To avoid that problem here, I’ll give you a succinct overview of my interesting morning.

I’ve been doing some guest spots on blogs lately in an attempt to get the word out about the release of Ransom in the Rock. On The Borrowed Book, we feature a different writer each week, and this time, it’s my turn. You can see my blabbering on Tuesday (when I talk about creating characters) as well as today (discussing my authorial so-called career).

But I’d thought I was also going to be interviewed on Novel Rocket today. When I sent in the interview, I thought it would be fun to refer readers here to Y’s Words for a three-day book giveaway campaign. So, thinking myself rather clever, as I prepared my Novel Rocket interview, I also scheduled three Y’s Words posts–one each for today, tomorrow, and Saturday–to correspond with it.

If you followed the link above to my spot today on The Borrowed Book and read my confession there, you know my usual morning routine. (If you didn’t read it, why not? Get over there and do it! Right now!) This morning when I got on my computer, I went over to The Borrowed Book to see my post there and pick up the link for tweeting, etc. But, wawk! It wasn’t up yet!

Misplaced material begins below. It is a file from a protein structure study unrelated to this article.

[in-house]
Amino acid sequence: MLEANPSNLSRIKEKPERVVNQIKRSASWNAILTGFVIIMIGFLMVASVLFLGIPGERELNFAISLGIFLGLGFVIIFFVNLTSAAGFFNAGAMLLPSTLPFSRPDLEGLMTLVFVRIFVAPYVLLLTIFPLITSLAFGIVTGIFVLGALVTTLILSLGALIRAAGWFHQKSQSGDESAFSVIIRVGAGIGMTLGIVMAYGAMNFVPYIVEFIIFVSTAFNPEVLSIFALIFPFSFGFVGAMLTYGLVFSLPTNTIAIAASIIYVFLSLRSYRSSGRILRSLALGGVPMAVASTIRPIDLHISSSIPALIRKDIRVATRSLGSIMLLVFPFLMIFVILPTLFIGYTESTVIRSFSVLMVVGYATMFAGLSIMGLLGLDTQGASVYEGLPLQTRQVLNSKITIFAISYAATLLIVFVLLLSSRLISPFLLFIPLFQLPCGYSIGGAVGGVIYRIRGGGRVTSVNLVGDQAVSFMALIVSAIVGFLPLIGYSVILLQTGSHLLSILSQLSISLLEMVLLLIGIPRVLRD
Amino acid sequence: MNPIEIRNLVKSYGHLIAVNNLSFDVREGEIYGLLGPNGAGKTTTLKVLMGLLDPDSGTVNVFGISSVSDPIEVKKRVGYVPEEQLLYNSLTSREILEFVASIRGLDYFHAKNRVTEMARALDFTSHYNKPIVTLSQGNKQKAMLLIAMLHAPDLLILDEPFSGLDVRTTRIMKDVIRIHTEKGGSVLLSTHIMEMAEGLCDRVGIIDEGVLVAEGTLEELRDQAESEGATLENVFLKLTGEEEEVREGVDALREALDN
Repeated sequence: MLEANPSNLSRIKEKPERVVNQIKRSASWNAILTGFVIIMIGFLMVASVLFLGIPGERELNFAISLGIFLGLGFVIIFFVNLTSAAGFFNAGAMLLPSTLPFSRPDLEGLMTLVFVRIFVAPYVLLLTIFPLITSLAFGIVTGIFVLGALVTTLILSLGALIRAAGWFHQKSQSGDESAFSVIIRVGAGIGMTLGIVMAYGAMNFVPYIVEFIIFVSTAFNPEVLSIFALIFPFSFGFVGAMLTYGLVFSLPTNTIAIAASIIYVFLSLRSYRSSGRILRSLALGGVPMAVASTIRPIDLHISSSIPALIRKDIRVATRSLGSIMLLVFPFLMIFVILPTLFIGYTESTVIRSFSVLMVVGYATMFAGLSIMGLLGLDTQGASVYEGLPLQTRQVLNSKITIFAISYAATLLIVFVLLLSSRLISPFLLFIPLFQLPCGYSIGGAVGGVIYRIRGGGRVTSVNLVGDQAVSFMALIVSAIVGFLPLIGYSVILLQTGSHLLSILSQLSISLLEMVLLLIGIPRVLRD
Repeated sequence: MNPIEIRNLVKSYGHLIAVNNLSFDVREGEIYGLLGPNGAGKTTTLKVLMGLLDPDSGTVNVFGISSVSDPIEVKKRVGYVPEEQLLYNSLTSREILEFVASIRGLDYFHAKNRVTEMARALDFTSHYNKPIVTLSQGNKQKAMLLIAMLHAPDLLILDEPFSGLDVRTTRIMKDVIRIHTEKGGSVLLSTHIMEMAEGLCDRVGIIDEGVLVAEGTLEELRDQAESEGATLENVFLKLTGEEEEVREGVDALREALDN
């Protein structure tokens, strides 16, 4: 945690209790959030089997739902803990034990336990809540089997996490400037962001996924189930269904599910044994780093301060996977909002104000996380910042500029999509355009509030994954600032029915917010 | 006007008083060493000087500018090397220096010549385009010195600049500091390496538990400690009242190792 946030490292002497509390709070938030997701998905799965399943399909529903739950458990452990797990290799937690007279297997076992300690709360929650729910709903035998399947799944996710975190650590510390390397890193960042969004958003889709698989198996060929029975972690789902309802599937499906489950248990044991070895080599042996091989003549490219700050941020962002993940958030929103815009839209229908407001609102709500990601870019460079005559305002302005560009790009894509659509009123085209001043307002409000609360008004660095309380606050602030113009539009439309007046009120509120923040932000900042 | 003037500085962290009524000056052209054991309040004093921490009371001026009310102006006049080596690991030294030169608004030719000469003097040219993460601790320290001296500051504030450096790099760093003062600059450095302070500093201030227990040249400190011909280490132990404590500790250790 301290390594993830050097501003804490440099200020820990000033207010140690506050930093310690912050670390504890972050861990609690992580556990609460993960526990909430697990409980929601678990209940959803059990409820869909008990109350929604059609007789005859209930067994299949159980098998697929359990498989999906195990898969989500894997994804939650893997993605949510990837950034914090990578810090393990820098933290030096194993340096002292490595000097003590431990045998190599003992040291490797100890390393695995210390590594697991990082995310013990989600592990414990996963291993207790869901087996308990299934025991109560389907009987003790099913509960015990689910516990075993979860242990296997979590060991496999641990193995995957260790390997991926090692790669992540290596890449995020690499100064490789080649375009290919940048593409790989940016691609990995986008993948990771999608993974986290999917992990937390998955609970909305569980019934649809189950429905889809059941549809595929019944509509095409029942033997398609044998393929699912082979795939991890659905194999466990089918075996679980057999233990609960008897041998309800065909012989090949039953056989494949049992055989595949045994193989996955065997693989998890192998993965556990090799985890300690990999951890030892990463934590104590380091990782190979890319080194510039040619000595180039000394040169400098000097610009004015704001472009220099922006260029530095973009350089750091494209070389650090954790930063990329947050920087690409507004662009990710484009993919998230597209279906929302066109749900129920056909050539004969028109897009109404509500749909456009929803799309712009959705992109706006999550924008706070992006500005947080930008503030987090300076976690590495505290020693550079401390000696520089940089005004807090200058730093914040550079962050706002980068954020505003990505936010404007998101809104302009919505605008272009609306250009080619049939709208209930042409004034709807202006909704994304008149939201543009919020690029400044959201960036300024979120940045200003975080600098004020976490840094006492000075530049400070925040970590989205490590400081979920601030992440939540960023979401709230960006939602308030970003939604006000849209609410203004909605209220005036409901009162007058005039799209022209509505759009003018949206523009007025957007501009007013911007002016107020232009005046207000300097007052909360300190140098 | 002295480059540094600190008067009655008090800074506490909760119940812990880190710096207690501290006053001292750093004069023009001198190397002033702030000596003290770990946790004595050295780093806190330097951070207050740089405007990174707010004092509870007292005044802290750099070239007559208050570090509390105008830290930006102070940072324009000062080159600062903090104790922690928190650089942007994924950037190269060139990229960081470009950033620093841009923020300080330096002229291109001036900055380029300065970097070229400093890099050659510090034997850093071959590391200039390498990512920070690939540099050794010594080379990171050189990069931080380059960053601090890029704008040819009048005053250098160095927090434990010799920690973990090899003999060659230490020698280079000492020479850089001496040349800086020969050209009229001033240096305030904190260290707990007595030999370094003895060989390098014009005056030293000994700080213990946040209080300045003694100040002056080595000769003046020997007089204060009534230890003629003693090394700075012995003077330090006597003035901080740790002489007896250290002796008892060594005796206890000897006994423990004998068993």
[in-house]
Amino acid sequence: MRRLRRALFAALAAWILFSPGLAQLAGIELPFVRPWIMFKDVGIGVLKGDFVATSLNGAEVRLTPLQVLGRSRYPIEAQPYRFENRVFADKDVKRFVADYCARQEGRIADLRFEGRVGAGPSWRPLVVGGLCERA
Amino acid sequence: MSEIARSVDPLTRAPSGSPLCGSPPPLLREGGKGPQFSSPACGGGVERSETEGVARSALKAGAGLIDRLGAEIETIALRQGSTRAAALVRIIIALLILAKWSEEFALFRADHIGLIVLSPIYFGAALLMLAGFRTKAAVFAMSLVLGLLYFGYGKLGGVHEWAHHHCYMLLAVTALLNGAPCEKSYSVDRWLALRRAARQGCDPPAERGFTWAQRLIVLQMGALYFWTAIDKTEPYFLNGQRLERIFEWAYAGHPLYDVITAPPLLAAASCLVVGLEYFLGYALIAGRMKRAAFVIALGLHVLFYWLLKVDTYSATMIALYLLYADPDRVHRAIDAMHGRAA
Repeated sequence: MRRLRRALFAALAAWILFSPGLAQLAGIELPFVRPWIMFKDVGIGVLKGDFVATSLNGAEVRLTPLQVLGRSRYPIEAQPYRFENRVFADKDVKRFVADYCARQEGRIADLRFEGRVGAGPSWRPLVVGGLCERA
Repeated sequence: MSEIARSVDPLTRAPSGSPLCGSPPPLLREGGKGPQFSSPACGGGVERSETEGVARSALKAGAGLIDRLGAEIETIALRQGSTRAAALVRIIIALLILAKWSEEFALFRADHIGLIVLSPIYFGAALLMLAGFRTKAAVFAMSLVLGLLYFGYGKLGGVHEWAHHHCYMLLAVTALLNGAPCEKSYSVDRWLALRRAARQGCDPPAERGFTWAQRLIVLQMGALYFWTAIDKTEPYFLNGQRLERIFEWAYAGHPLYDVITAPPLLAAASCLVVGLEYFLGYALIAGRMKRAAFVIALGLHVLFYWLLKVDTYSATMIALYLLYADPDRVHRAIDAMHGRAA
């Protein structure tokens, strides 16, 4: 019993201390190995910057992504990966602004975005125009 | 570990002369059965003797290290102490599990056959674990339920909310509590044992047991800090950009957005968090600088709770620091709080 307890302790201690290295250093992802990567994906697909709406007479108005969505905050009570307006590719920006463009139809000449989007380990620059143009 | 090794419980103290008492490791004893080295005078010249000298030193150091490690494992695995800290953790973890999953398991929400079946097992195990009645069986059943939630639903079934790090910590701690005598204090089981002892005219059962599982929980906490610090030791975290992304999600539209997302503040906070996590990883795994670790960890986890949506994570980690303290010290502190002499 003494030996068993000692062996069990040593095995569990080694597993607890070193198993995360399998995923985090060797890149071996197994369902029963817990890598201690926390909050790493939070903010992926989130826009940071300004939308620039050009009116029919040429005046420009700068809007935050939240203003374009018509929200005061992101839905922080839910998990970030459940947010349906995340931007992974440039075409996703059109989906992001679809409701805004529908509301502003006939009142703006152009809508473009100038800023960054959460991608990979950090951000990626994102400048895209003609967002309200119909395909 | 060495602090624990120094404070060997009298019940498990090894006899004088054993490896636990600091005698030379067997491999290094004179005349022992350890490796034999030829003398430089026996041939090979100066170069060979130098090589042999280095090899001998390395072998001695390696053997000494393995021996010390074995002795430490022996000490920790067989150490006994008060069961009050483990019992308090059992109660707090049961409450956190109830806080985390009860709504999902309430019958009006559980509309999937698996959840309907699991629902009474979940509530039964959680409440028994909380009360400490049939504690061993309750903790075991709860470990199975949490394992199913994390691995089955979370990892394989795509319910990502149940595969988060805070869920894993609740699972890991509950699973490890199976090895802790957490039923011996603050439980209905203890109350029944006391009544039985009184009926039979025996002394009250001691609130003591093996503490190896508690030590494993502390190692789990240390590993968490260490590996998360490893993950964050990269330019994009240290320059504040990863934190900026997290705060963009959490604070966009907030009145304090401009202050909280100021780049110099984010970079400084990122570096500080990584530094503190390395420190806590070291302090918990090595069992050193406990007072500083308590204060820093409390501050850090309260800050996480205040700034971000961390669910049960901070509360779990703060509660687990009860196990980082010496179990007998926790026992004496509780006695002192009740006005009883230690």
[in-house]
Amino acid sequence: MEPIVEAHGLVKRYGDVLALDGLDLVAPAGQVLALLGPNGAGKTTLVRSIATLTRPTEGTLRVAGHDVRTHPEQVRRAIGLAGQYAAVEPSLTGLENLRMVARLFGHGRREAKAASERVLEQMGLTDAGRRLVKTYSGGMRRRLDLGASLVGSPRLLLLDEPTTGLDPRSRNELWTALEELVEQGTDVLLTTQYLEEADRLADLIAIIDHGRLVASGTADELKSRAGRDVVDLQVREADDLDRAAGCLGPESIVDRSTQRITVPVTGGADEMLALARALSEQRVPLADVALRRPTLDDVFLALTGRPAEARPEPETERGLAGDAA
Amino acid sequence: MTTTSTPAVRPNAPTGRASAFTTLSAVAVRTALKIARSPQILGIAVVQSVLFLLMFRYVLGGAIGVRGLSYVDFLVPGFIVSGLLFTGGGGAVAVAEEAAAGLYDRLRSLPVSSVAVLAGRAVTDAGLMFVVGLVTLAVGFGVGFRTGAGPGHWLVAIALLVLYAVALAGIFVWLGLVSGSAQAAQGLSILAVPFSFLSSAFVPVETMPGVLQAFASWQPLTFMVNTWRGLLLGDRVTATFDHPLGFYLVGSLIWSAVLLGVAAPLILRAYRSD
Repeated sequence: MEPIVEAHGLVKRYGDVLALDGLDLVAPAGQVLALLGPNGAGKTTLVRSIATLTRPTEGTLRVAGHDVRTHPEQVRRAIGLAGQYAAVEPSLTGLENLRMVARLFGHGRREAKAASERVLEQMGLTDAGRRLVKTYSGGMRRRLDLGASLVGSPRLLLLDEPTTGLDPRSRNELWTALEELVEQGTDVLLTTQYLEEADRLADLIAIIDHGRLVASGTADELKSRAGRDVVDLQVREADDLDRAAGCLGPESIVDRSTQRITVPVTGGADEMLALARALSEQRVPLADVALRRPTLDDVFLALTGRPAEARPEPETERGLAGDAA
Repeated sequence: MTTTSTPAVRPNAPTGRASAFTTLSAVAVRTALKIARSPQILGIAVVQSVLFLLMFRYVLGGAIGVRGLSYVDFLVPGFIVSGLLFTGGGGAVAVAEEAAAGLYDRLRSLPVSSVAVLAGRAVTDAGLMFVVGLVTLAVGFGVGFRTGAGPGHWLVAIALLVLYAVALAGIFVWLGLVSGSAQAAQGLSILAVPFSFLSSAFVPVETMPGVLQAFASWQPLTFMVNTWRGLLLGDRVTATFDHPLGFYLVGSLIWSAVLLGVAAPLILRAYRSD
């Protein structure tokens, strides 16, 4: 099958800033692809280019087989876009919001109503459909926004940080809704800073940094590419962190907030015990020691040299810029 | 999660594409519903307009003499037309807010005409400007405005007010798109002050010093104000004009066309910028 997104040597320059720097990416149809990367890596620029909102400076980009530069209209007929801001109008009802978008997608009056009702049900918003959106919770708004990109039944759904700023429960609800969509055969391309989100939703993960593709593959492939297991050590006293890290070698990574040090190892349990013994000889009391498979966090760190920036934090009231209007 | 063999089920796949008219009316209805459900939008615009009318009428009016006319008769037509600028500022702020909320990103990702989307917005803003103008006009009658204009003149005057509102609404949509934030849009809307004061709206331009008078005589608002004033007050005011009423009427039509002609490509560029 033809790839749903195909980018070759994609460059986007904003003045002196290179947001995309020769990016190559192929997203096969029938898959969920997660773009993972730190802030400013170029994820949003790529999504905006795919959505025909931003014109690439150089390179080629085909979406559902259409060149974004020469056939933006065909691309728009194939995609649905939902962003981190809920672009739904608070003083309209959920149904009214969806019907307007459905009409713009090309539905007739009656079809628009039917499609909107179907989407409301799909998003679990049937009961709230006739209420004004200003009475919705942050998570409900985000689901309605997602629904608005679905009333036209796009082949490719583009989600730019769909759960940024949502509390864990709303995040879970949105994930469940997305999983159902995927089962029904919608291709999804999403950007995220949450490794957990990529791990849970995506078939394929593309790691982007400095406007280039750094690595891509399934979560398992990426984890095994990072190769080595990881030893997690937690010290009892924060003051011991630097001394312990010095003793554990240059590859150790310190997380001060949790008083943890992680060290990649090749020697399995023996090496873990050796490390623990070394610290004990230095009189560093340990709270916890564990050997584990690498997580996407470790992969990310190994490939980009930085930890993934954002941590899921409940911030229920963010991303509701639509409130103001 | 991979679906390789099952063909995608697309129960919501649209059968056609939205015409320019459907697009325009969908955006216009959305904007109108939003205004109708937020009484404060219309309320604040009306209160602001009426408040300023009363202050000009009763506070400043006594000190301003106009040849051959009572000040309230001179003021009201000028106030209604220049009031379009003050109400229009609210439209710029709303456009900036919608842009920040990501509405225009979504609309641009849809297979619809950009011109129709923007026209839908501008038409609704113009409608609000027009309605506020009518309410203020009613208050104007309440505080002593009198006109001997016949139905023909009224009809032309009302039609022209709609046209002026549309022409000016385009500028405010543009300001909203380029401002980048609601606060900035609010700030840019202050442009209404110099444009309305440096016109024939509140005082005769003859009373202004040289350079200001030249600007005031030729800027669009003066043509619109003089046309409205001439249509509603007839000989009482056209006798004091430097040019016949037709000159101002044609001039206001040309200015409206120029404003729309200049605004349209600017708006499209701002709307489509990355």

No big deal, it’s still early, I comforted myself. I’ll go over to Novel Rocket instead. But, wawk! Today’s post was up, but it wasn’t my interview; it was something else entirely. Well, the giveaway campaign on Y’s Words will be up and running, because I scheduled it myself. So I hopped over here. WAWK! All I saw was the same old “Rainy Day” post that’s been moping there since May 29.

By this time I was wawking like a flustered chicken. I knew I scheduled the first post about the giveaway to go live at 5 am this morning. I was positive. So I went to the Dashboard and took a look. I wasn’t crazy; it said it was scheduled for 5 am on June 12, 2014. Okay, it’s June 12, and it’s after 7:30 am. So where’s my post?!

Oh, wait… I was going to keep this short, wasn’t I? PSYCHE! (I can’t believe you fell for that. You’re so gullible.)

But I’ll skip the rest of the details and get to the end quickly. The Borrowed Book post did, in fact, go live shortly after I checked the first time; all’s well there.

And, I was mistaken about my Novel Rocket interview going up today. The actual date is next Monday, June 16. So, thankful my post here didn’t go live today as I’d planned, I rescheduled the three-day giveaway campaign for June 16 -18.

Fly through the Gateway to Gannah for some serious sci-fi adventure!
Fly through the Gateway to Gannah for some serious sci-fi adventure!